The New Jim Crow

The New Jim Crow

eBook - 2012
Average Rating:
Rate this:
19
2
1
Once in a great while a book comes along that changes the way we see the world and helps to fuel a nationwide social movement. The New Jim Crow is such a book. Praised by Harvard Law professor Lani Guinier as “brave and bold,” this book directly challenges the notion that the presidency of Barack Obama signals a new era of colorblindness. With dazzling candor, legal scholar Michelle Alexander argues that “we have not ended racial caste in America; we have merely redesigned it.” By targeting black men through the War on Drugs and decimating communities of color, the U.S. criminal justice system functions as a contemporary system of racial control—relegating millions to a permanent second-class status—even as it formally adheres to the principle of colorblindness. In the words of Benjamin Todd Jealous, president and CEO of the NAACP, this book is a “call to action.”Called “stunning” by Pulitzer Prize–winning...
Publisher: 2012
ISBN: 9781595588197
Characteristics: 1 online resource

Related Resources


Opinion

From the critics


Community Activity

Comment

Add a Comment

l
LucasHill
Jun 08, 2018

"Hundreds of years ago, our nation put those considered less than human in shackles; less than one hundred years ago, we relegated them to the other side of town; today we put them in cages. Once released, they find that a heavy and cruel hand has been laid upon them."

"As a society, our decision to heap shame and contempt upon those who struggle and fail in a system designed to keep them locked up and locked out says far more about ourselves than it does about them."

"The widespread and mistaken belief that racial animus is necessary for the creation and maintenance of racialized systems of social control is the most important reason that we, as a nation, have remained in deep denial [about mass incarceration]."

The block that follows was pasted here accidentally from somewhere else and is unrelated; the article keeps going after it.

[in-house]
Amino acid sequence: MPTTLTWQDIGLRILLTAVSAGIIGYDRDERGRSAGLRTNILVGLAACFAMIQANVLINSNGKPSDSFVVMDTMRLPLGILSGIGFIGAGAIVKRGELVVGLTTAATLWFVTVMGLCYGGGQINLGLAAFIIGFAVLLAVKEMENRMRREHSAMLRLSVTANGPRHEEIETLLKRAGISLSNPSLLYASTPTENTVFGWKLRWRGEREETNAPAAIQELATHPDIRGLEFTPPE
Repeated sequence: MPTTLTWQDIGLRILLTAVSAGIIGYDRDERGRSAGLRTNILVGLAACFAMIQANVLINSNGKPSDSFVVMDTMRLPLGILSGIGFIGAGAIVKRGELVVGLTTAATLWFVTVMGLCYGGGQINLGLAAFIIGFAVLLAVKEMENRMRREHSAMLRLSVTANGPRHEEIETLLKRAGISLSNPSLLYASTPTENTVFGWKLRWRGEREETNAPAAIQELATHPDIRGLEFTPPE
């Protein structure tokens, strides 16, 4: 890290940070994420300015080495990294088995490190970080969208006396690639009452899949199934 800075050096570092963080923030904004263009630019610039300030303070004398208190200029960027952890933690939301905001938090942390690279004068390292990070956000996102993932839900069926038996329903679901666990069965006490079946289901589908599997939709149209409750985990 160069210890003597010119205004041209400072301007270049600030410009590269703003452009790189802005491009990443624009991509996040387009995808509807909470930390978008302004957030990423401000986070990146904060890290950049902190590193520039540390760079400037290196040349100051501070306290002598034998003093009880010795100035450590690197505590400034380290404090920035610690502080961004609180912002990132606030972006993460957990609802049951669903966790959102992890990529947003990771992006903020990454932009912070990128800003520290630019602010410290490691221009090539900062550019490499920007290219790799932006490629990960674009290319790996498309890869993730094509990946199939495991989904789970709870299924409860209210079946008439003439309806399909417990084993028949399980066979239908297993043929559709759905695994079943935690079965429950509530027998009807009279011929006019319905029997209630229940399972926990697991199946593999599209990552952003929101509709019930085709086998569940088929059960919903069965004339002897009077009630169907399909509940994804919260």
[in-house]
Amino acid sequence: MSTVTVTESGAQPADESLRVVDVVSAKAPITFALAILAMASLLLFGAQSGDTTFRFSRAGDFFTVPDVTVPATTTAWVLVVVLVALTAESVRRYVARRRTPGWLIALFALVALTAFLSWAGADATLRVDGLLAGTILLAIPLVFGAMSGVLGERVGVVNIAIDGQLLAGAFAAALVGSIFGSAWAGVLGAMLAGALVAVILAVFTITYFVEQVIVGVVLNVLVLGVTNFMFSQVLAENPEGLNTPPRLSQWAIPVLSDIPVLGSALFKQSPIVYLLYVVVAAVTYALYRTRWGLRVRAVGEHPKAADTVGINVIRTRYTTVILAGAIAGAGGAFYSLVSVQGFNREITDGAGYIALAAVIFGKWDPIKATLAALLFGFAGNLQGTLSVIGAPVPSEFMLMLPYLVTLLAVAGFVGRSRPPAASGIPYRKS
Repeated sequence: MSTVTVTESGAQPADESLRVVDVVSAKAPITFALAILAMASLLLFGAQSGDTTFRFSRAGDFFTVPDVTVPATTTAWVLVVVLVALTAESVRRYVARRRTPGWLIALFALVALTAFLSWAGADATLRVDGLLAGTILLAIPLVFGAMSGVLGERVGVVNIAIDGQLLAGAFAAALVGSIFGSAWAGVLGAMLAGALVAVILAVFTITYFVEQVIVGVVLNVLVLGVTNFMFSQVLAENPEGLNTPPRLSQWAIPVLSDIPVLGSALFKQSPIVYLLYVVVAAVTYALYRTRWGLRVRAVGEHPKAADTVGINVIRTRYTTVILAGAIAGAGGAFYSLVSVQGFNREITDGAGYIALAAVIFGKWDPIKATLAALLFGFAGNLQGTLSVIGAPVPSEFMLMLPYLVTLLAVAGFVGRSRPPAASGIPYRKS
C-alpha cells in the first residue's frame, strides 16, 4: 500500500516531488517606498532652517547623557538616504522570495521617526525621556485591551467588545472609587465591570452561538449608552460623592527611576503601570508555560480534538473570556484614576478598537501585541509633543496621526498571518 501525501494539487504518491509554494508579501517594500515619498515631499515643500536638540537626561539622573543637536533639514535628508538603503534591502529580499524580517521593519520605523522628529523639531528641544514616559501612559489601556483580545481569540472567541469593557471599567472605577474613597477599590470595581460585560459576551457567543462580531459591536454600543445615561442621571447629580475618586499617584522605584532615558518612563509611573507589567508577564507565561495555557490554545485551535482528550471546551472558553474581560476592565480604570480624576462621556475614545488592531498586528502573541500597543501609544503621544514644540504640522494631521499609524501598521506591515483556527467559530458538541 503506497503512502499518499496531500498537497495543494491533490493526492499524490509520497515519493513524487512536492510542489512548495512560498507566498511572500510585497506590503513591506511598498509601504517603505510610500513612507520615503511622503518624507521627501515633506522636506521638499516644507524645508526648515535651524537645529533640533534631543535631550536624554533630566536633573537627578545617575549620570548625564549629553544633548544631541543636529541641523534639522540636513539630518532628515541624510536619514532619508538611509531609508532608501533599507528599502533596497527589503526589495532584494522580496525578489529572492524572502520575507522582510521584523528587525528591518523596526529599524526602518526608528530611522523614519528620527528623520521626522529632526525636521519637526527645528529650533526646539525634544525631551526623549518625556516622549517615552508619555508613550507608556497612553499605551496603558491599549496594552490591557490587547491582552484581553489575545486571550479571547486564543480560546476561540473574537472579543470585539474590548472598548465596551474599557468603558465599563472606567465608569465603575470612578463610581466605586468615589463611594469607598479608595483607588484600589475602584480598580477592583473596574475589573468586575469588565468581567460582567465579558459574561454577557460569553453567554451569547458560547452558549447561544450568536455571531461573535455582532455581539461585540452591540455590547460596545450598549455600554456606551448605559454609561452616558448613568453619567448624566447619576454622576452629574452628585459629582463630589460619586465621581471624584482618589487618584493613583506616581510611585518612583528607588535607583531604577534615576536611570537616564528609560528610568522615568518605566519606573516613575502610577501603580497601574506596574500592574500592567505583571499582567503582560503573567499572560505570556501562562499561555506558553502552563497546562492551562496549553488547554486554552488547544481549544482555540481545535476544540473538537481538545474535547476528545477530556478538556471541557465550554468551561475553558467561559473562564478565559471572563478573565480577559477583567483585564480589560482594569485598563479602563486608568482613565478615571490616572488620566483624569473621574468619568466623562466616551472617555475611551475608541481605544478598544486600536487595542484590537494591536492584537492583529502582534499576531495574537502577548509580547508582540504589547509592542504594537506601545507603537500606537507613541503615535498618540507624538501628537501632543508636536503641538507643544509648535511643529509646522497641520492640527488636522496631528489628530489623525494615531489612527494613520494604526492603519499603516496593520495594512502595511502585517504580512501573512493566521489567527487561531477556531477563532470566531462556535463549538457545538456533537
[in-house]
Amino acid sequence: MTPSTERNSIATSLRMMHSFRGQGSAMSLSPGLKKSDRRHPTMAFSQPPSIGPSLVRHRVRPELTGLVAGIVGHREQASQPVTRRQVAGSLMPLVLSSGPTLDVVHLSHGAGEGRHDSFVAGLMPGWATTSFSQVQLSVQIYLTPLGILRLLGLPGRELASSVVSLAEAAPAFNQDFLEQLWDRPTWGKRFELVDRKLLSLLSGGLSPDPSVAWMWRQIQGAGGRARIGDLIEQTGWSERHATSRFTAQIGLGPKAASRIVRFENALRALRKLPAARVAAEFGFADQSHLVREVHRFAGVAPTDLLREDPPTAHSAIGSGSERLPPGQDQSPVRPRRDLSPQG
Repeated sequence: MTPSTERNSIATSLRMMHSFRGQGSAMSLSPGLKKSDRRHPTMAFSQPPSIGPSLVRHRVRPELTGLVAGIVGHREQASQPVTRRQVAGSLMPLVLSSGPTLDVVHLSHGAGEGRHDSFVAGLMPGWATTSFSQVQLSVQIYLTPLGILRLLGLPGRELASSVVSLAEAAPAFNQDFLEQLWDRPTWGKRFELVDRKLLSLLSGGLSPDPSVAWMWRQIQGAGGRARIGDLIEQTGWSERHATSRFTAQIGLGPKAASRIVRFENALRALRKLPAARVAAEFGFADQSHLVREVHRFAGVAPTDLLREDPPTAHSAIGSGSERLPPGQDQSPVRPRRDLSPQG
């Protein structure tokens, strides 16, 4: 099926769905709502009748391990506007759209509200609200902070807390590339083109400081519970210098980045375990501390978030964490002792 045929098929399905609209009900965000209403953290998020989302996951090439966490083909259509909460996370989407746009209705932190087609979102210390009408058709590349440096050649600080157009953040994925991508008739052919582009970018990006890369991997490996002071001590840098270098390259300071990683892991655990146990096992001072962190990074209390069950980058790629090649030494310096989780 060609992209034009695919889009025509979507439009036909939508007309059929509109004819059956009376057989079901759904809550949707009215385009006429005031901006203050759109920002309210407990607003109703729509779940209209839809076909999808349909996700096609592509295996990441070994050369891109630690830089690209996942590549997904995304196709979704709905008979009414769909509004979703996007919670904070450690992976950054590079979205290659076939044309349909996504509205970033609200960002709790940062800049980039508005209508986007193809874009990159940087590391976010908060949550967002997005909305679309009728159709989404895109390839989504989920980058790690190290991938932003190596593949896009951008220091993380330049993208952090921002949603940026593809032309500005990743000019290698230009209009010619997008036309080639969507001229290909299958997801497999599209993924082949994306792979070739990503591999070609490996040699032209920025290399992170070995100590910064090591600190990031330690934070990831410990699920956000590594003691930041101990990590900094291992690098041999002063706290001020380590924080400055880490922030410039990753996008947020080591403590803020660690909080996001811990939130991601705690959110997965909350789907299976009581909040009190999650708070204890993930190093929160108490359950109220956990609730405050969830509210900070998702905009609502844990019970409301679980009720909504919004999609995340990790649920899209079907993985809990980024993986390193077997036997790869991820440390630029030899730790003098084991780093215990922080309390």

"It is fair to say that we have witnessed an evolution in the United States from a racial caste system based entirely on exploitation (slavery), to one based largely on subordination (Jim Crow), to one defined by marginalization (mass incarceration)."

"Drug crime in this country us understood to be black and brown, and it is because drug crime is racially defined in the public consciousness that the electorate has not cared much what happens to drug criminals--at least not the way they would have cared if the criminals were understood to be white."

Alexander argues that reductions in legal avenues provided to black prisoners; Supreme Court antagonism toward racial bias in cases; and more people of color getting taken up by law enforcement forces despite the fact that more white people commit drug crimes, leads to a situation in which mass incarceration does not serve to reduce crime but to induce racialized social control.

If you retain an ounce of social justice in your psyche, you will probably want to repeatedly throw this book across the room, but not because it is poorly written. It is because it is so well researched and argued that it boggles the mind that this reader could have been so blind as not to see it. I wonder how well book could be countered.